Can Scoliosis be caused by an accident?

My husband was in a car accident 2 months ago and every since then every time he starts to lift his head up, he gets a shootingpain down his back. After many x rays, a cat scan, an MRI of the neck they decided to xray the spine. They called today to say they need to do another MRI because there are flimmers (swimmers?) showing on the x-ray...something about being similiar to Scoliosis (I didn't talk to them he did and he didn't have a clue what they were talking about). Does anyone have any idea what this means or if it is a sign of Scoliosis? Thank you.
Answers:    Yes, scoliosis can be caused by an accident. I have scoliosis and my doctor and I have a suspicion that it occurred because of a car accident I had. The mechanics of accident caused scoliosis are the following:

1) Car accident occurs, sudden whip-lash like movement occurs in the neck.
2) The normal neck position is altered, and in the months after, it starts to lean forward (check to see if his neck is not straight when he is standing).
3) This causes the spine to curve to accommodate the neck. (Scoliosis).

This is what happened to me. Accident-caused scoliosis is a little easier to treat than scoliosis developed at birth or adolescence.

Please have him see a specialist immediately. The faster it is spotted the better. The shooting pain down his back is very similar to what I had, so I'm pretty sure he might be developing scoliosis. Good luck.
Scoliosis is a condition you are born with. Most likely a herniated disc is causing the pain. Go to a reputable spine center for treatment. Physical therapy and possibly an epidural injection can help contain the pain. Surgery should be the absolute last action.
What is Scoliosis?

All spines have natural curves. Scoliosis, however, is a progressive, abnormal sideways curvature of the spine. When left untreated, it can cause severe spinal deformity. Usually, it is first detected in childhood or the early teen years while the bones of the spine are still growing.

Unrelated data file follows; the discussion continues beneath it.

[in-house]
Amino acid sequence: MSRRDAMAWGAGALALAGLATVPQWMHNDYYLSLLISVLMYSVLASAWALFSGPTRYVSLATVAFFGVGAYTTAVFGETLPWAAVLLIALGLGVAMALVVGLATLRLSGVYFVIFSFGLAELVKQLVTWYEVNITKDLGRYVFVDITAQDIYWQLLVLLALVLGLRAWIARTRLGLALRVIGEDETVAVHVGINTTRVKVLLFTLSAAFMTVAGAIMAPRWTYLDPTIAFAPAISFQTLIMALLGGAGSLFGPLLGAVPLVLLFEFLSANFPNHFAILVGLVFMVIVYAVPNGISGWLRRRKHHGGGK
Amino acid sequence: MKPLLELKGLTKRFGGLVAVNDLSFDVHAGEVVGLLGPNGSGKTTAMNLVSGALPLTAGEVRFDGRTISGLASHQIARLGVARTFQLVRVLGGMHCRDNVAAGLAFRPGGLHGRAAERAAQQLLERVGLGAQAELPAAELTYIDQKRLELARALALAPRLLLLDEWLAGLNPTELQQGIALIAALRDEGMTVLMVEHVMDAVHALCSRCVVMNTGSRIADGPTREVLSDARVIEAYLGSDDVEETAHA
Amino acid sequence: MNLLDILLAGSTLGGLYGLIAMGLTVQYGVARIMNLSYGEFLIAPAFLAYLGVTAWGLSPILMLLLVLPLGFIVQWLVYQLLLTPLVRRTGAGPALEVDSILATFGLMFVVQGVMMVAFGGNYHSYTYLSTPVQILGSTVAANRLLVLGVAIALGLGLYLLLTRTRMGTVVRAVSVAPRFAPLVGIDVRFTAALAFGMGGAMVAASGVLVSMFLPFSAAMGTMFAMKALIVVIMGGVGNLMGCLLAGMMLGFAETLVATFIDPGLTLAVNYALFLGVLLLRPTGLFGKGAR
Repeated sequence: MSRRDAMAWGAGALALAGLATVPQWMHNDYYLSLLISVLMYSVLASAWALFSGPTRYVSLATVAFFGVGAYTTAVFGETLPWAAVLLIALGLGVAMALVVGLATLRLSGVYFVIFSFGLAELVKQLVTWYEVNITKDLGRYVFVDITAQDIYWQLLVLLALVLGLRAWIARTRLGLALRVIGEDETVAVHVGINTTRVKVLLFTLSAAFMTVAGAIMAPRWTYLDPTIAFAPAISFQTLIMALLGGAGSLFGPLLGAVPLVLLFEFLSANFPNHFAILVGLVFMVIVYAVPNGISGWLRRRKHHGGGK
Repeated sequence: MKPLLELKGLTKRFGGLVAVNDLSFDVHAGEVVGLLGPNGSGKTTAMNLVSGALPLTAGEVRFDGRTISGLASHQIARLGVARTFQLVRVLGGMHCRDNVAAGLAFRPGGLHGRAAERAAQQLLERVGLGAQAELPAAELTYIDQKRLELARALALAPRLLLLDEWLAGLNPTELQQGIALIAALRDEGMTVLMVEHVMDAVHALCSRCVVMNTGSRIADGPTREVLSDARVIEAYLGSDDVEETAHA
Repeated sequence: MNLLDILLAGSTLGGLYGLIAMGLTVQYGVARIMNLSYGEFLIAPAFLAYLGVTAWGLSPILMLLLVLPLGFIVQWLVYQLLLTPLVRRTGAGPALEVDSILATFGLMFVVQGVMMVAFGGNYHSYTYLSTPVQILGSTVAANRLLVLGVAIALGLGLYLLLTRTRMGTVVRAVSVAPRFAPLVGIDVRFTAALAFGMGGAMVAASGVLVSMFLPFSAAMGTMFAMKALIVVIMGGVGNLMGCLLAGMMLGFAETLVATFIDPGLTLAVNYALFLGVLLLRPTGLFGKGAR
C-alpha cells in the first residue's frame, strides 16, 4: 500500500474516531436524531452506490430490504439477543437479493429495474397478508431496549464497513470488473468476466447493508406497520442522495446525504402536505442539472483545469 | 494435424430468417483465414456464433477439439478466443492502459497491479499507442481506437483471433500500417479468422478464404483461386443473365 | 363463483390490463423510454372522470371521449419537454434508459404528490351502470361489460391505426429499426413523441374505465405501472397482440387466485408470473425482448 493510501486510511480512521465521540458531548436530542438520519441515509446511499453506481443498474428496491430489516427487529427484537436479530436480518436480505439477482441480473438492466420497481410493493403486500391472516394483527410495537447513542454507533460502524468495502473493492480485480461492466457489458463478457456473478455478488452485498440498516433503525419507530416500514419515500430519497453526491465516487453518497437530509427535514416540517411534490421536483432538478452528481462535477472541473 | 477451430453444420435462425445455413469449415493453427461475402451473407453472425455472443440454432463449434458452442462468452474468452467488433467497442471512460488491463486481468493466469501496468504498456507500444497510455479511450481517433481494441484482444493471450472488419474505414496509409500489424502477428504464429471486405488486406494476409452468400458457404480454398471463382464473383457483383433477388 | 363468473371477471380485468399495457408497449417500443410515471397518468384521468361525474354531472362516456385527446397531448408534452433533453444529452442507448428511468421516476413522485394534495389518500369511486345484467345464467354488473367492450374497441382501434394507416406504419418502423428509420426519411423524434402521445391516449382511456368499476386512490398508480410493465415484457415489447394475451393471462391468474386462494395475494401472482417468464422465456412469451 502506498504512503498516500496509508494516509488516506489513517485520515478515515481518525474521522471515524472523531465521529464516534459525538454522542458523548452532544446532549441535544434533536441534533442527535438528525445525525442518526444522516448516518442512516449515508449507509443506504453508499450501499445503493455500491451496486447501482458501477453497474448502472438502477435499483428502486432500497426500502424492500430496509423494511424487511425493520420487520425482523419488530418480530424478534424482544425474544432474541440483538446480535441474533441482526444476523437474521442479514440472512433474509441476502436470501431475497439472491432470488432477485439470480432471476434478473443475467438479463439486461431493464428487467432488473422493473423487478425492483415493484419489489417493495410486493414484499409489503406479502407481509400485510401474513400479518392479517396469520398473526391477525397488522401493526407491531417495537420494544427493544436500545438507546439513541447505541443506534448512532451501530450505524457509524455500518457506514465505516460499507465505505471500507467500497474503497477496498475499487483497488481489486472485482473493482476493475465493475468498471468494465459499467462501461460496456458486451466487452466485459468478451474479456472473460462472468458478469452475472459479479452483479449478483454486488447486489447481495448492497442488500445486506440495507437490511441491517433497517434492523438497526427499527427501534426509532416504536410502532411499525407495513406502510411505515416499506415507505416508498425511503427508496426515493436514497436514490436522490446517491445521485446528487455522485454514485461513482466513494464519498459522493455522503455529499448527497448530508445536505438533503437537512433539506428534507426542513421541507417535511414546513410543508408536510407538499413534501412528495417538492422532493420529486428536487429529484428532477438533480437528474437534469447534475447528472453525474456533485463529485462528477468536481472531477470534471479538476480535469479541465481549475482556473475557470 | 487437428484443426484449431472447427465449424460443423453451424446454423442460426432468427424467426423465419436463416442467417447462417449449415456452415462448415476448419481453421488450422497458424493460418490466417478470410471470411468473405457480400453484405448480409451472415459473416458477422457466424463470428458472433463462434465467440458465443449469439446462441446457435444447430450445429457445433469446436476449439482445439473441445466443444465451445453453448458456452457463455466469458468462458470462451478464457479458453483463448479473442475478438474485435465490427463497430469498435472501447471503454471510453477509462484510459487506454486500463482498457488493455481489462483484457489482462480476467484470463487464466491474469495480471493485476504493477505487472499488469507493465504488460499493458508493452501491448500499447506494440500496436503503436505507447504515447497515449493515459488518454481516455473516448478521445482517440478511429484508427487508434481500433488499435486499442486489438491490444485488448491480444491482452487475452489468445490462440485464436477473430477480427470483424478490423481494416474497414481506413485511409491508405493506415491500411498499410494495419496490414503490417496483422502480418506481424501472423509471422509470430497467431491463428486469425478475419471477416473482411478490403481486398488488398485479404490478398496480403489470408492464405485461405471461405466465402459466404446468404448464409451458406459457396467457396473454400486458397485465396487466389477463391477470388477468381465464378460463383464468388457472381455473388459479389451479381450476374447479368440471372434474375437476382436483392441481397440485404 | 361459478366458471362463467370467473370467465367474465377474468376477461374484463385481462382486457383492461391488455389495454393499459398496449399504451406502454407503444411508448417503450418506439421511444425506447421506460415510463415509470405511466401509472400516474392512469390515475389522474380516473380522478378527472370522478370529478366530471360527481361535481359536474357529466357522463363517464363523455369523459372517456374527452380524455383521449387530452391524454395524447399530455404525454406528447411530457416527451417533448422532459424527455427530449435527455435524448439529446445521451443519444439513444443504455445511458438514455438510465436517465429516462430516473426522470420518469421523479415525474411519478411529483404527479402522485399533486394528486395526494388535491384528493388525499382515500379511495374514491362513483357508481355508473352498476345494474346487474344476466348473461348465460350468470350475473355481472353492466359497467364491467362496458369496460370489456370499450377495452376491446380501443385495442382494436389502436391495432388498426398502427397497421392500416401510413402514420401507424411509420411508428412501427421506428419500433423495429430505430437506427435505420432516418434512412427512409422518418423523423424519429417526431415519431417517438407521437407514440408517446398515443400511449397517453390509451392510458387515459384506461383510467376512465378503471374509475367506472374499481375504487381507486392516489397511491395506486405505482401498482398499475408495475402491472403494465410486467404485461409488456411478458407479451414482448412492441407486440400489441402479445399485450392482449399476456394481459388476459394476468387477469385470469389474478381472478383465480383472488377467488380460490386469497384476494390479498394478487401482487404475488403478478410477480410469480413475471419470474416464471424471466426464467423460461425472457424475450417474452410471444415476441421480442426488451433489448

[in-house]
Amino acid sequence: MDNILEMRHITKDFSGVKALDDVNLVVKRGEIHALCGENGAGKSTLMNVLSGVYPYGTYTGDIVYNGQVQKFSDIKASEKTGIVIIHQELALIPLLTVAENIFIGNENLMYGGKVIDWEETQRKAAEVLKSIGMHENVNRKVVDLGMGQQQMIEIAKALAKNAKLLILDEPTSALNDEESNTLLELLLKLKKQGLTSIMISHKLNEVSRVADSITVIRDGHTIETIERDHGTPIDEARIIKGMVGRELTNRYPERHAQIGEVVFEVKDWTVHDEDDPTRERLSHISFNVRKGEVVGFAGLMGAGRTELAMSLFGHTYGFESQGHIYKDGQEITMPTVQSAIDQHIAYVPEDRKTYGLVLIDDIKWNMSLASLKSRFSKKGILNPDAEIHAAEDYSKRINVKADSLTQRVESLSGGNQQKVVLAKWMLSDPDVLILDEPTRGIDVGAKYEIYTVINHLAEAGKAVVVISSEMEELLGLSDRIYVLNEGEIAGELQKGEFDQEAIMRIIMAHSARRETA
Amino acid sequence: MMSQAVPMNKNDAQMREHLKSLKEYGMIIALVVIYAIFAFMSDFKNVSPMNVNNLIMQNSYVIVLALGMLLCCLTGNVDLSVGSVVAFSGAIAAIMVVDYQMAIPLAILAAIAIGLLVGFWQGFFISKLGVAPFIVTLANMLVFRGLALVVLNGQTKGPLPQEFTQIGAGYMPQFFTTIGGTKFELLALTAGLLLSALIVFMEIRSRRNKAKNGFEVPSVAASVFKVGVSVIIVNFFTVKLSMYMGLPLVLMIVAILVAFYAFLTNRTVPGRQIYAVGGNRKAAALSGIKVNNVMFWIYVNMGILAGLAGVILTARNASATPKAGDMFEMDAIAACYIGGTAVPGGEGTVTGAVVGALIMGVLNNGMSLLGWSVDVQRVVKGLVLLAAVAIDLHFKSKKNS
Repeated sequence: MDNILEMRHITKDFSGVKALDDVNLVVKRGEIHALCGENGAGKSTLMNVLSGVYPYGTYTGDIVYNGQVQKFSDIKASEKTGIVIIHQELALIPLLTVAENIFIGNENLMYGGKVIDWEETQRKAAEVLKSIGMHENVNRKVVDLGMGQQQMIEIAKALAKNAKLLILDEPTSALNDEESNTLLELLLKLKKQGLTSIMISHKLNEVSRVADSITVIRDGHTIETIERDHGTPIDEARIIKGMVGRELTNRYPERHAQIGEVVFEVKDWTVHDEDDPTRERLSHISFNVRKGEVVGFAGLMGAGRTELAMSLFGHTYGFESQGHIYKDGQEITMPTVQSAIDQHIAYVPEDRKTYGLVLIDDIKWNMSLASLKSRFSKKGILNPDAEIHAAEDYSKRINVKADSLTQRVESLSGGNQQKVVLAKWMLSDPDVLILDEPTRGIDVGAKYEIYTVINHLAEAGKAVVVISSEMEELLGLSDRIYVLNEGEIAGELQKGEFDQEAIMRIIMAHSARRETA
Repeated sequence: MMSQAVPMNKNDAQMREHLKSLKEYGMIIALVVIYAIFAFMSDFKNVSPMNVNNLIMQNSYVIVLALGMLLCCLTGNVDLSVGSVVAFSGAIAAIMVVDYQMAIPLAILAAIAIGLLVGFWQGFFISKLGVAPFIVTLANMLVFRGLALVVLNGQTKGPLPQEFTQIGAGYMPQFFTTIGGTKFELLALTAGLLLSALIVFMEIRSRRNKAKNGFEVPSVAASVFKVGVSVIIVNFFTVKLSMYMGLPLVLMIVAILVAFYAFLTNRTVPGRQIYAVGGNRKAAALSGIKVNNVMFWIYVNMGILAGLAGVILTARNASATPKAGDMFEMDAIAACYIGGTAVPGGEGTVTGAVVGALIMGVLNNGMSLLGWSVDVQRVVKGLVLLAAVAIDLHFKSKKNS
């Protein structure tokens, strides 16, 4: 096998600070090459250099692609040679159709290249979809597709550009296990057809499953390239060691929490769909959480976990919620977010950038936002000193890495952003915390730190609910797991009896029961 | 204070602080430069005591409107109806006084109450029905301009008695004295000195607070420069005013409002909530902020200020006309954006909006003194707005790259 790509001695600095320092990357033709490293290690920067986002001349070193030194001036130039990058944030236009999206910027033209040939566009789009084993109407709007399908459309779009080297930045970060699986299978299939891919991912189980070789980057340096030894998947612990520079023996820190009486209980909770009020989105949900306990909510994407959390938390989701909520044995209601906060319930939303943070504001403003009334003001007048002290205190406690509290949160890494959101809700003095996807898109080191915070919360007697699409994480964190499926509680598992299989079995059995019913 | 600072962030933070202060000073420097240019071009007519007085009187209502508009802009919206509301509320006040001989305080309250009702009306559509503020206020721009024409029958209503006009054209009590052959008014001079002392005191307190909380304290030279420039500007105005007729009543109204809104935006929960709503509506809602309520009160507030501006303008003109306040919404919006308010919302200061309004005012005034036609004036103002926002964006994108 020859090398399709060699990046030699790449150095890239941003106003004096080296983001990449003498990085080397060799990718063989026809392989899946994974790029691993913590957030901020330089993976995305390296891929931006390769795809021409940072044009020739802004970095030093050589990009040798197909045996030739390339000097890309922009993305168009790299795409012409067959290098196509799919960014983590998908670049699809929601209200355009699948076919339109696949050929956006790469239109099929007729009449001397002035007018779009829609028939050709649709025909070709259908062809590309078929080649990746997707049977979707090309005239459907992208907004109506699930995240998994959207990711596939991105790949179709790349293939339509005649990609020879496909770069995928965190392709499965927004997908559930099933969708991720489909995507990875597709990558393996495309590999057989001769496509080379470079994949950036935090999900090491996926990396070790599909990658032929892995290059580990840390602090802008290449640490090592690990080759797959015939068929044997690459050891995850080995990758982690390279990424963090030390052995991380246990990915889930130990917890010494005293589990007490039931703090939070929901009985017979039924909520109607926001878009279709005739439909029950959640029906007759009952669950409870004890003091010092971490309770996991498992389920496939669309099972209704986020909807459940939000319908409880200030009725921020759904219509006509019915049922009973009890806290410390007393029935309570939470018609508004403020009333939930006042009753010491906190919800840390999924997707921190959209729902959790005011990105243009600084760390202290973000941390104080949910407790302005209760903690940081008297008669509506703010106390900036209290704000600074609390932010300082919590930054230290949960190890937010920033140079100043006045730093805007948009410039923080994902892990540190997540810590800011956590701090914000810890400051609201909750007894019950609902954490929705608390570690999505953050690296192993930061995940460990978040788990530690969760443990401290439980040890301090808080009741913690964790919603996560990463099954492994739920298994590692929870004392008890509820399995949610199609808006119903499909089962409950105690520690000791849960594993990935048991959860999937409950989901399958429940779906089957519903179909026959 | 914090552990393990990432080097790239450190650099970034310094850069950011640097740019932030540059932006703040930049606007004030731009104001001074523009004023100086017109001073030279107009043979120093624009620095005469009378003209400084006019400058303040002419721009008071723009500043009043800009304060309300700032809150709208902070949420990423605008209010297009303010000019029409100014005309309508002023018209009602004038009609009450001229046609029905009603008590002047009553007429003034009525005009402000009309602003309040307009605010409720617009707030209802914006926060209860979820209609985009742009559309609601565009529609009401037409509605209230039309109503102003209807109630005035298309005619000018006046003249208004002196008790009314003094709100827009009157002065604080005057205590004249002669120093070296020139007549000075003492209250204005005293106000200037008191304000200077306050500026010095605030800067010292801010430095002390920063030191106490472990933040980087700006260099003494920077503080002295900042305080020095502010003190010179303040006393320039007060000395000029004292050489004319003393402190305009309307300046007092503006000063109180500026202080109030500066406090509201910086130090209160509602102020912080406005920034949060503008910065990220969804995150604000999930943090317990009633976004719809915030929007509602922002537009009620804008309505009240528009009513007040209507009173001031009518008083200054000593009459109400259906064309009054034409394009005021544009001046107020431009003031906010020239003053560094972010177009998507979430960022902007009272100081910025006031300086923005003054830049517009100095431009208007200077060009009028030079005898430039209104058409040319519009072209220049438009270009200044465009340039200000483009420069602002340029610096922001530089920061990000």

Because the spine and rib cage are connected, severe scoliosis also affects the position of the ribs, pushing them further apart on the outside of the curve, and closer together on the inside. This causes the spine's "S" curve appearance typical of scoliosis. Pressure from severe spinal distortion can also affect surrounding organs. Health risks from severe spine curvature include neurological problems from pressure on nerves, arthritis, and even lung and heart problems.

Severe scoliosis not only harms the individual's appearance and self-esteem, but it can also compromise one's health and ability to function. The ability to participate in sports or athletic activities is usually limited and difficult. And limited physical activity can lead to a decrease in overall fitness.

What Causes It?
Because scoliosis tends to run in families, doctors believe that hereditary factors may predispose some individuals to this condition. In other cases, it can be caused by spinal abnormalities present at birth.

Often, the body's attempt to adapt to some type of trauma or injury is involved. Even birth trauma or minor childhood injuries, such as falling off a bicycle may trigger this abnormal spinal curvature. Therefore many parents prefer to have their children checked by a chiropractic doctor at birth, and regularly throughout childhood.